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Don't think about stuff like that, @bsms . It's bad for your blood pressure!

SueC is time travelling.
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post #2870 of 3052 Old 05-08-2019, 09:24 AM Thread Starter
Green Broke
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Nala is really a beautiful horse. Her owner thinks about breeding her sometimes. I love her spring dapples.

Hero and Nala had a lovely 8 mile ride today.

After our last ride, Hero had minor back soreness near the back of the saddle, so today I used my dressage saddle instead of the endurance one I've been riding in for quite awhile now.

After the ride today his back did not seem sore, so I think the dressage saddle is sitting just a little closer over his back and moving less, especially since it can be used with a shorter girth.
For awhile I was needing a shorter stirrup to keep from getting bucked off his back, so the super straight flap of the dressage saddle wasn't working. Now I'm able to ride with a longer stirrup, so it was fine.

I'm learning that Hero is able to canter much better after a long warmup, so we did a little cantering during the first several miles but it wasn't real smooth. Then after we had gone about four miles, he was able to get into a nice canter and sustain it for about a half mile or so.

I tried riding without gloves today since I noticed there was a lot of slip with my woven reins on the last ride. My fingers got a little sore, but I was definitely able to moderate better when the reins were giving and when I was gripping well to pull Hero's head up when necessary.

There's a lot of managing to do, since Hero would love to canter along with his head quite low, and although I can usually ride the hind end elevation with the head up, I'm not so great at it if he's already going along with his head down. So I pull him up, because every once in awhile, this stuff happens.

I did lose my stirrups today, because I took Hero over a log, and it was fun except on the other side he hopped right, and I lost the left stirrup, and then he hopped left immediately after, so I lost the right stirrup. Then the "jaws of life" in my thighs kicked in and I managed to get everything sorted and my stirrups back.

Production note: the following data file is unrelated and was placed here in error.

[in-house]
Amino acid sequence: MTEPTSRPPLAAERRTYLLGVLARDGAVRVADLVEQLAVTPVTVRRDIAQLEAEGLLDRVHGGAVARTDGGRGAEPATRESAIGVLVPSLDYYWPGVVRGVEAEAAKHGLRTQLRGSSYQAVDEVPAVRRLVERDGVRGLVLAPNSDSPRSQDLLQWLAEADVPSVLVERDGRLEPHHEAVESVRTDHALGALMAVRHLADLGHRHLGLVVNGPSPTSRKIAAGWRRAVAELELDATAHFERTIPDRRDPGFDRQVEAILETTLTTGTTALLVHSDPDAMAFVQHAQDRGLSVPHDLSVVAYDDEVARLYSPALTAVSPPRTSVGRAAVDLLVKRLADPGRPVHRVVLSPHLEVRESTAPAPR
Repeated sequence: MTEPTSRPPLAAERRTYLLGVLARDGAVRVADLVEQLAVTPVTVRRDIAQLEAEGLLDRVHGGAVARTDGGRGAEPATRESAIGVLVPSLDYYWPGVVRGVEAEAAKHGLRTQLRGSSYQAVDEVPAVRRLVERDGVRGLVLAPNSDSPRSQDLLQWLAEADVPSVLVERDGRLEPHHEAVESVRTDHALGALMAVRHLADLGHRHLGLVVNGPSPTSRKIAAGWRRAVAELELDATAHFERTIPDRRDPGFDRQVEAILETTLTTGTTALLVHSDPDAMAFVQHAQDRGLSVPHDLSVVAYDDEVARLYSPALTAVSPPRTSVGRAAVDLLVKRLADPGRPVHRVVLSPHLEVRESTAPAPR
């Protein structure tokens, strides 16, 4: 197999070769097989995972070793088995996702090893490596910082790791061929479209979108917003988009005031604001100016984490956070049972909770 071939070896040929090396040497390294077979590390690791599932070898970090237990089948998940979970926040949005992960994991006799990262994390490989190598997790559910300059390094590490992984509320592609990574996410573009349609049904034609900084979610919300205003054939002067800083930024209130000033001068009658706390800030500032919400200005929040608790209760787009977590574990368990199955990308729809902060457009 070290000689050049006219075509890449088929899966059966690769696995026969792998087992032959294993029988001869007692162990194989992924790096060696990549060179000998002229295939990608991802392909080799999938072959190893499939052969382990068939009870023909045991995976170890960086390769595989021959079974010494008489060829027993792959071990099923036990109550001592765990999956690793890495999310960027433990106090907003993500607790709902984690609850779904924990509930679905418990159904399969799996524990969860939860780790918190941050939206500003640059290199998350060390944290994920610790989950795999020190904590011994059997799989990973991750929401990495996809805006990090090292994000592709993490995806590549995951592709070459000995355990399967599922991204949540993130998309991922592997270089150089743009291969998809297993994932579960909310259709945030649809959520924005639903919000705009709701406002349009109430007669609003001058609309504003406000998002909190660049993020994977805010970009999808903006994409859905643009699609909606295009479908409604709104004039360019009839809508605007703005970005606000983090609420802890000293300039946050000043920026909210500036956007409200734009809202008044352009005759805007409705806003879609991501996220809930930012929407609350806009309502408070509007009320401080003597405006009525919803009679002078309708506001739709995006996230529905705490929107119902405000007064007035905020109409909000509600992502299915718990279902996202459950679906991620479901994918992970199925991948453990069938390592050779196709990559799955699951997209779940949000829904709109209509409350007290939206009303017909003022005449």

We went down a wooded trail we haven't been on in a long time. I think I've had Hero on it once. We used to take Nala and Halla on it a lot, but I haven't had Hero fit enough to go that far until now, since it's at least three miles just to get to the start of it, and then a mile or so down the trail before we can turn back for home.

What I thought was interesting and funny was that it was much easier to navigate the narrow spaces between trees on big Hero versus little Halla. She just zoomed so fast that even though she was smaller I couldn't react fast enough to adjust her trajectory before we were super close to the tree trunks. I used to wince a lot riding down that trail. But both Halla and now Hero liked to try breaking into a canter, even though that is too gnarly for a rider trying to avoid getting knocked by trees overhead and on either side.

Hero still can't canter if Nala gets too far ahead. His anxiety makes him just hop around in place so I have to get him trotting out instead. But I'm getting very comfortable with him, and he is with me too, so even when he gets upset I'm telling him he's all right and both of us think it's going to be OK. My body is getting used to his hopping and the galumphing that he does.

The elk were ranging over a hill in the neighborhood where they usually never are, so Hero was looking at them when another sound came from the left and he overreacted. He ran three steps sideways, then half reared and spun back, but my body didn't have any trouble following that so I think my neurons are beginning to get attuned to his movements. At first I think I was having more trouble because my body was following him (subconsciously) too fast, and I was "jumping in front of the horse" so to speak. When he'd dart, my brain expected "Halla" which was a different sort of lightning. His streaks go longer and farther but not quite as fast. Bigger horse.

Do I think other people would enjoy riding my boy? Probably not. I'm having a great time.